Perhaps Alexis Puentes redefined himself as Alex Cuba to quickly explain his music to the British Columbia audiences he began facing a decade ago. He moved from Artesima, outside of Havana, Cuba, for love. Currently he lives in Smithers, British Columbia, quite north of Vancouver, with his wife and three children. Given the frigid disposition his warm blood must feel in that near-arctic air, temperature hasn’t stopped him from snatching two Juno Awards for World Music Album of the Year, one in 2006 for Humo De Tobaco, another in 2008 for the subject of this column, Agua Del Pozo.
Cuba’s determination is commendable. He was courted by major labels, given his integrity on the touring circuit and growing fanbase. After a falling out with a label years back, he knew the indie route would work. Winning two Juno awards—the American equivalent is the Grammy—on your own label certainly merits attention. But you wouldn’t need to know that if you just heard the music. Agua Del Pozo is an exceptional album. Cuba looks like a sparky Maxwell circa 2001.
He’s got that lover’s rock feel, though his R&B isn’t as sultry. His funk is funkier. Critics have compared him to Marvin Gaye. I hear that in temperament, not musicality. Sure, he’s got jazzy soul down. What really invites you inside is the warm bass, the beats—that voice.
What I hear is Bill Withers in “Si Pere No.” I know, comparisons are lame, though they offer an understanding to a reader who may not be a listener yet. And I don’t think most male singers would mind being compared to Withers or say, Donny Hathaway. Cuba lets his voice linger in that manner. You want to hang onto it. “Si Pero No,” or “Yes and No,” contemplates the eternal masculine problem: she is no good for me, but it could be better than what I have.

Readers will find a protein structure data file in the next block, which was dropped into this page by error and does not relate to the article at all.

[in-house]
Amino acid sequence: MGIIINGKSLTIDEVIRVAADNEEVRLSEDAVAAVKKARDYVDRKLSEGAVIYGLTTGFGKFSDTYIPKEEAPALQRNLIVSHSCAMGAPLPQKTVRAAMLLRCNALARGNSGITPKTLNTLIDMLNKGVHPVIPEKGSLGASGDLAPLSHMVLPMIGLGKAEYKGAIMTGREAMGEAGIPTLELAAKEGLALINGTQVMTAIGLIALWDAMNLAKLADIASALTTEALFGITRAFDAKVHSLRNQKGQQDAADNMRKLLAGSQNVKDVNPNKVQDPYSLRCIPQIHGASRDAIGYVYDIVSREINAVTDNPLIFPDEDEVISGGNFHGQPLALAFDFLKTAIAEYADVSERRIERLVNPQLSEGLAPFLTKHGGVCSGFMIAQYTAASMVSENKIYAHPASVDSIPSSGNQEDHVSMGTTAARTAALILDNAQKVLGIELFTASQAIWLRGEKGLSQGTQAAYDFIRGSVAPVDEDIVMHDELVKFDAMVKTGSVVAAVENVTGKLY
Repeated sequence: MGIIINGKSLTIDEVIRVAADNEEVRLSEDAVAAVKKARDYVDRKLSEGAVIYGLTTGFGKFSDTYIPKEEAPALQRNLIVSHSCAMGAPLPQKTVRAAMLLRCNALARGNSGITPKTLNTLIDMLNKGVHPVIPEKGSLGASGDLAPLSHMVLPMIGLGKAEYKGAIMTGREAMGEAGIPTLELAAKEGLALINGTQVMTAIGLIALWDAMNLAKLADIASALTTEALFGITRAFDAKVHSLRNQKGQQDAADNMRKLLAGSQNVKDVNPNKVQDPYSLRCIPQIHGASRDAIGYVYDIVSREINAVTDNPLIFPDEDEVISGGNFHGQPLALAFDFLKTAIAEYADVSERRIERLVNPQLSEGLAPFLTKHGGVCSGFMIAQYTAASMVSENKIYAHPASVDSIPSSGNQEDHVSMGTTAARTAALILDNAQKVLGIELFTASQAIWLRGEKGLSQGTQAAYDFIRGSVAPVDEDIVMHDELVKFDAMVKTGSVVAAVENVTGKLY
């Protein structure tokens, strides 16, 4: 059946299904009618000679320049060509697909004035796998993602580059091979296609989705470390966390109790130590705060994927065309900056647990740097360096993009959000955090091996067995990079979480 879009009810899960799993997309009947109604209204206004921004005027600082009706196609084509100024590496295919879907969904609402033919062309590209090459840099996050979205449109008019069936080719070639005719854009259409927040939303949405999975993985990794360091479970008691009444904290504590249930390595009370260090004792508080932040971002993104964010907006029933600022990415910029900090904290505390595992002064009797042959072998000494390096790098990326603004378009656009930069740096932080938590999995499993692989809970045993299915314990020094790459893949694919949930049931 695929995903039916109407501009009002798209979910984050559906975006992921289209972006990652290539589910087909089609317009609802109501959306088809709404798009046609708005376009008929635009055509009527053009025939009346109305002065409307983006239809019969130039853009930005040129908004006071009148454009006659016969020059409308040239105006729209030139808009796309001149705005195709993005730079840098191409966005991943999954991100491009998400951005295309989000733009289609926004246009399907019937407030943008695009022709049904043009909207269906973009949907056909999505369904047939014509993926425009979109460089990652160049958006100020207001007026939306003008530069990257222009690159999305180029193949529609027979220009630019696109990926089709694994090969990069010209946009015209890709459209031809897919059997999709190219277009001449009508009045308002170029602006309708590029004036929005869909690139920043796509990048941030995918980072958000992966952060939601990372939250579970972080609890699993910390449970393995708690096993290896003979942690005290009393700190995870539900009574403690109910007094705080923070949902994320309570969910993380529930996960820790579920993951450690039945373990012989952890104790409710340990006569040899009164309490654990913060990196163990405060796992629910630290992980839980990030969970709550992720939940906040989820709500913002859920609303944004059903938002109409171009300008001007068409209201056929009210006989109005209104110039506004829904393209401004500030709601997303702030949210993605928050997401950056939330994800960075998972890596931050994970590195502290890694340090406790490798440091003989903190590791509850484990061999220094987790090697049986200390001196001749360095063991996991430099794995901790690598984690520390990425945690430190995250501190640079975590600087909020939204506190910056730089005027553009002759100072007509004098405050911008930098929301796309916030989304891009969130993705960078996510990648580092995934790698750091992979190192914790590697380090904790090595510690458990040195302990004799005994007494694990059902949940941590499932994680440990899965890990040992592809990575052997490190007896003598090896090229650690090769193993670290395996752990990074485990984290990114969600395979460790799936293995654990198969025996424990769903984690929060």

Cuba does not gripe or groan about his lusting. He sings about it, beautifully at that, and he gets you to dance while meditating on the subject. Dance might be too strong a word. Sway. He sways a lot.
But he dances, too. “Agua Del Pozo” is an ode to dancing like you’re pumping water from a well. Something like that. Not a great image, per se, but the song’s got juice.
He doesn’t exactly go off the deep end lyrically. He croons about being turned into a vampire by a woman he desires. He’s also a butterfly wanting to love her. This her gets a lot of time in his music. Women deserve the praise, which is why love songs were invented. Cuba makes the expectable unexpected through timbre, syllables, whispers. You can never base a form of music on that alone, though. Think of it more as an amalgamation: drums, bass, rhythm, percussion, wicked guitar, undeniably soulful vocals. His package is simplicity, and he wears it well.
We all know how critical it is to keep independent voices alive and strong on the Internet. Please consider a donation to support our work as independent cultural critics and historians. Your donation will help PopMatters stay viable through these changing and challenging times. Thanks everyone.